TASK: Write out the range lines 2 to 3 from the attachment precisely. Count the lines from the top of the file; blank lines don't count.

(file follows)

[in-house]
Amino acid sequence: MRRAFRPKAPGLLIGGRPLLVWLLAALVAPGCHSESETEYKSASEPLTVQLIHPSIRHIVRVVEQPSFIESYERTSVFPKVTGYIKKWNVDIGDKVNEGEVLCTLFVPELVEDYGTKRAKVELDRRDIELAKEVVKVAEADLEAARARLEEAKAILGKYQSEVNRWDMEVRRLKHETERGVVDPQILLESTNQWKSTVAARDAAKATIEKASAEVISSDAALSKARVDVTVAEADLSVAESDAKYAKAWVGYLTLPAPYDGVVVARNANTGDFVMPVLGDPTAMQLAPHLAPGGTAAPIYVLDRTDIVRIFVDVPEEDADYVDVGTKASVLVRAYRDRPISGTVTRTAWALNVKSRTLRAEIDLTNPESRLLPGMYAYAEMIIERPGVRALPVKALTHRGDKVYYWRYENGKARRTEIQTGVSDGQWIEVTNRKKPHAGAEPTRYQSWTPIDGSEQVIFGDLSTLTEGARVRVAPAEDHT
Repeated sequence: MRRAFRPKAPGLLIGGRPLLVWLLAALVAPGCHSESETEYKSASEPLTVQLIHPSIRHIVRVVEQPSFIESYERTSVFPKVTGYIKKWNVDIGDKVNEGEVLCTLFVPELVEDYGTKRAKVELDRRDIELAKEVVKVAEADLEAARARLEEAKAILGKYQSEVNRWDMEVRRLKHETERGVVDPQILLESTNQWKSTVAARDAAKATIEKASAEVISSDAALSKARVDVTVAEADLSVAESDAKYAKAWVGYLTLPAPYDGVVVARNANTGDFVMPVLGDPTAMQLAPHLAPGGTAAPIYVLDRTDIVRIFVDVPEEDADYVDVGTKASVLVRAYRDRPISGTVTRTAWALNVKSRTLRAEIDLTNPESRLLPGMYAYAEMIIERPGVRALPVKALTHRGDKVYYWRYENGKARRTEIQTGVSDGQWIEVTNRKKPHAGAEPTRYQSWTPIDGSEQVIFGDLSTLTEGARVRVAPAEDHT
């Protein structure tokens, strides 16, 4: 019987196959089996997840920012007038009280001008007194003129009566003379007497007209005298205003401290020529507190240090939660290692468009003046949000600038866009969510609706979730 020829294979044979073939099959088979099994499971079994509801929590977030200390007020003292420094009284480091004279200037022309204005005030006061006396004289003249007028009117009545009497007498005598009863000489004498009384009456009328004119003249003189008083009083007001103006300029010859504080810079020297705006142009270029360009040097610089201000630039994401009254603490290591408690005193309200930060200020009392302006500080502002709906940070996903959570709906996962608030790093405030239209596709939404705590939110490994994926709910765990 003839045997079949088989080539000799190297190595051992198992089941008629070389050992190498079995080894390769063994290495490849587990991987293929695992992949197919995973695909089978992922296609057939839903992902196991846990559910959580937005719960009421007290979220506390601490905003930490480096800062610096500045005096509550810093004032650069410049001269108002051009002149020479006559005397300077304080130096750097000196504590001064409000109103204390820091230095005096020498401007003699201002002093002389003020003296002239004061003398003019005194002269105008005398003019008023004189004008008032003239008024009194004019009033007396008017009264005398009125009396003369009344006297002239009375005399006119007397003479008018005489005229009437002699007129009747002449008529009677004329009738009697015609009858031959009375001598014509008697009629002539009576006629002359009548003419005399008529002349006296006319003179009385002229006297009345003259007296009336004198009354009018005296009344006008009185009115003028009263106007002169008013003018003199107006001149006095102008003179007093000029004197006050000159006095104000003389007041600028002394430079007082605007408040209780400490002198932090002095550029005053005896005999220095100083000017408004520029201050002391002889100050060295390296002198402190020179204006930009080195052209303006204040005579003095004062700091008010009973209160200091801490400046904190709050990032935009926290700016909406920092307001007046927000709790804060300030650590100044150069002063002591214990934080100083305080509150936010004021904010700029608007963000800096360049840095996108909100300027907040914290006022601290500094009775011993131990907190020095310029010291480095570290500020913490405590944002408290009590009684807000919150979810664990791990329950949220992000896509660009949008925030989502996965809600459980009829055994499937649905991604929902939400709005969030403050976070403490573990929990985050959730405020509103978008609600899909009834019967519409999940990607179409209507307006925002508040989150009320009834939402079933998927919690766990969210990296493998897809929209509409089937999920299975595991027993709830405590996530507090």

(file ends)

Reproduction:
Amino acid sequence: MRRAFRPKAPGLLIGGRPLLVWLLAALVAPGCHSESETEYKSASEPLTVQLIHPSIRHIVRVVEQPSFIESYERTSVFPKVTGYIKKWNVDIGDKVNEGEVLCTLFVPELVEDYGTKRAKVELDRRDIELAKEVVKVAEADLEAARARLEEAKAILGKYQSEVNRWDMEVRRLKHETERGVVDPQILLESTNQWKSTVAARDAAKATIEKASAEVISSDAALSKARVDVTVAEADLSVAESDAKYAKAWVGYLTLPAPYDGVVVARNANTGDFVMPVLGDPTAMQLAPHLAPGGTAAPIYVLDRTDIVRIFVDVPEEDADYVDVGTKASVLVRAYRDRPISGTVTRTAWALNVKSRTLRAEIDLTNPESRLLPGMYAYAEMIIERPGVRALPVKALTHRGDKVYYWRYENGKARRTEIQTGVSDGQWIEVTNRKKPHAGAEPTRYQSWTPIDGSEQVIFGDLSTLTEGARVRVAPAEDHT
Repeated sequence: MRRAFRPKAPGLLIGGRPLLVWLLAALVAPGCHSESETEYKSASEPLTVQLIHPSIRHIVRVVEQPSFIESYERTSVFPKVTGYIKKWNVDIGDKVNEGEVLCTLFVPELVEDYGTKRAKVELDRRDIELAKEVVKVAEADLEAARARLEEAKAILGKYQSEVNRWDMEVRRLKHETERGVVDPQILLESTNQWKSTVAARDAAKATIEKASAEVISSDAALSKARVDVTVAEADLSVAESDAKYAKAWVGYLTLPAPYDGVVVARNANTGDFVMPVLGDPTAMQLAPHLAPGGTAAPIYVLDRTDIVRIFVDVPEEDADYVDVGTKASVLVRAYRDRPISGTVTRTAWALNVKSRTLRAEIDLTNPESRLLPGMYAYAEMIIERPGVRALPVKALTHRGDKVYYWRYENGKARRTEIQTGVSDGQWIEVTNRKKPHAGAEPTRYQSWTPIDGSEQVIFGDLSTLTEGARVRVAPAEDHT